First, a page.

‘Harvard Failed Her’: University Apologizes to Scholar Who Endured Harassment
It took nearly four decades, but Terry Karl finally got her apology.
Lawrence S. Bacow, president of Harvard University, formally apologized on Thursday to Karl, a former government professor, for the university’s failure to enforce sanctions against another professor, Jorge Domínguez, whom she had reported for sexual harassment in the early 1980s. Karl left Harvard for Stanford University, where she is an emerita professor, while Domínguez stayed and allegedly continued to sexually harass women at Harvard for almost four decades,
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It took nearly four decades, but Terry Karl finally got her apology.
Lawrence S. Bacow, president of Harvard University, formally apologized on Thursday to Karl, a former government professor, for the university’s failure to enforce sanctions against another professor, Jorge Domínguez, whom she had reported for sexual harassment in the early 1980s. Karl left Harvard for Stanford University, where she is an emerita professor, while Domínguez stayed and allegedly continued to sexually harass women at Harvard for almost four decades, a 2018 Chronicle investigation found.
“Harvard failed her,” Bacow wrote in a letter that was shared on Thursday with the the university community. “She deserved better, and she and others suffered greatly as a result. I also apologize to those whose subsequent sexual harassment might have been avoided if Harvard had taken timely and appropriate actions. We all owe Dr. Karl a debt of gratitude for doing the right thing, especially when it was difficult, and for being persistent in her efforts to demand justice.”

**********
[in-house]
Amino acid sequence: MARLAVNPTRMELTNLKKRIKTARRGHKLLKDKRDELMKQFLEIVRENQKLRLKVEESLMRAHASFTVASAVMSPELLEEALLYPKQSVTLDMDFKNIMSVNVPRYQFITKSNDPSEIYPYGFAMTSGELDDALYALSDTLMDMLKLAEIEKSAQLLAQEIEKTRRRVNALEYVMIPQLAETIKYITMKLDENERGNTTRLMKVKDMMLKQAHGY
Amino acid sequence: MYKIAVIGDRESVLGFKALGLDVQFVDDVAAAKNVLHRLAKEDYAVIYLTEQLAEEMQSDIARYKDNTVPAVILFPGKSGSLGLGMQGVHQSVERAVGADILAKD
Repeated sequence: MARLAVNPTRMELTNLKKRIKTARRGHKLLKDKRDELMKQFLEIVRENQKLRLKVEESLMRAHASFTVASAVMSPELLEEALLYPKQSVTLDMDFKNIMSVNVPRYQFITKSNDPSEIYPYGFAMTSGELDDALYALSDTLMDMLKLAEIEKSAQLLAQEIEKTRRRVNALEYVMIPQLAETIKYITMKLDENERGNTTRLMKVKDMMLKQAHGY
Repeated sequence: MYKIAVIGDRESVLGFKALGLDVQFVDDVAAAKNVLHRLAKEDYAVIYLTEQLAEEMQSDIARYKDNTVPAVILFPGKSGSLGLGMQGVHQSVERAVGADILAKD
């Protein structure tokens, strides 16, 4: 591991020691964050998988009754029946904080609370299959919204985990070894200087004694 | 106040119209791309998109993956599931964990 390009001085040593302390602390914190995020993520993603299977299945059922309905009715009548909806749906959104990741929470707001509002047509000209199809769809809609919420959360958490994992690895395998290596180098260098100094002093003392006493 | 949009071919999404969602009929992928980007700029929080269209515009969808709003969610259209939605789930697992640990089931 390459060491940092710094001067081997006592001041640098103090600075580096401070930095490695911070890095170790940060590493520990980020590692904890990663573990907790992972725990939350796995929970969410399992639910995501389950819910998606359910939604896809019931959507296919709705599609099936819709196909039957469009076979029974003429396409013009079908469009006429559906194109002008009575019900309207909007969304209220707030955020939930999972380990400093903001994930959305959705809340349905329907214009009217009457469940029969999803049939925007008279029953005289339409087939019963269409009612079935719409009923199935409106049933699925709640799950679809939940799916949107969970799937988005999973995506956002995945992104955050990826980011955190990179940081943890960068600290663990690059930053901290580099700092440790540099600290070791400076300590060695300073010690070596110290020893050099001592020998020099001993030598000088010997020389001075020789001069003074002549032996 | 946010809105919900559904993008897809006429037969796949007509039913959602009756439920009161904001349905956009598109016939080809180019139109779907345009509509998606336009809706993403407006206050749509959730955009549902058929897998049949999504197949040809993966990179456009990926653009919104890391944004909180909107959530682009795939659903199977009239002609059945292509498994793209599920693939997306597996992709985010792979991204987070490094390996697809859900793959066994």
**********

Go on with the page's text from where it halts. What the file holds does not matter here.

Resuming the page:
The university also released a report of recommendations made by an external review committee that was charged with examining “factors that may inhibit Harvard’s ability” to assure “a working and teaching environment free from harassment and discrimination for all members of our community.” The recommendations include fostering greater “psychological safety,” better communicating the process for reporting misconduct, improving the gender imbalance on the faculty, expanding transparency around investigations and sanctions, and standardizing a process for vetting candidates for leadership positions.
Reached by phone at her home in San Francisco on Thursday afternoon, Karl said she had cried when she read the apology.
“Apologies mean such a great deal when an institution, a department, and a predator try to take away your dignity and your future,” she said. But she knew, she said, that most people who make such complaints don’t get that kind of response. “Make no mistake,” she said. “I am the exception.”
The apology and the report followed years of advocacy by Karl and many other women who said that Harvard had failed to protect them from someone the university knew to be a sexual harasser. After Karl reported Domínguez as harassing her repeatedly for two years, the university sanctioned him in 1983. But Karl didn’t feel that the measures taken to insulate her from Domínguez were enough, and in 1984 she left for Stanford. Domínguez rose through the ranks of the department and the university over the following decades.
In 2018, at the outset of the #MeToo movement, a Chronicle investigation found that Karl was not the only person at Harvard allegedly harassed by Domínguez. Former students, faculty members, and staff members at Harvard described misconduct dating from 1979 to 2015. Domínguez has denied making “sexual advances” and said at the time that there might have been “a terrible misinterpretation” of his behavior. Harvard put him on leave and announced an investigation. In 2019, when the investigation was complete, Domínguez’s emeritus status was revoked. The government department conducted an internal review and announced changes meant to improve its climate.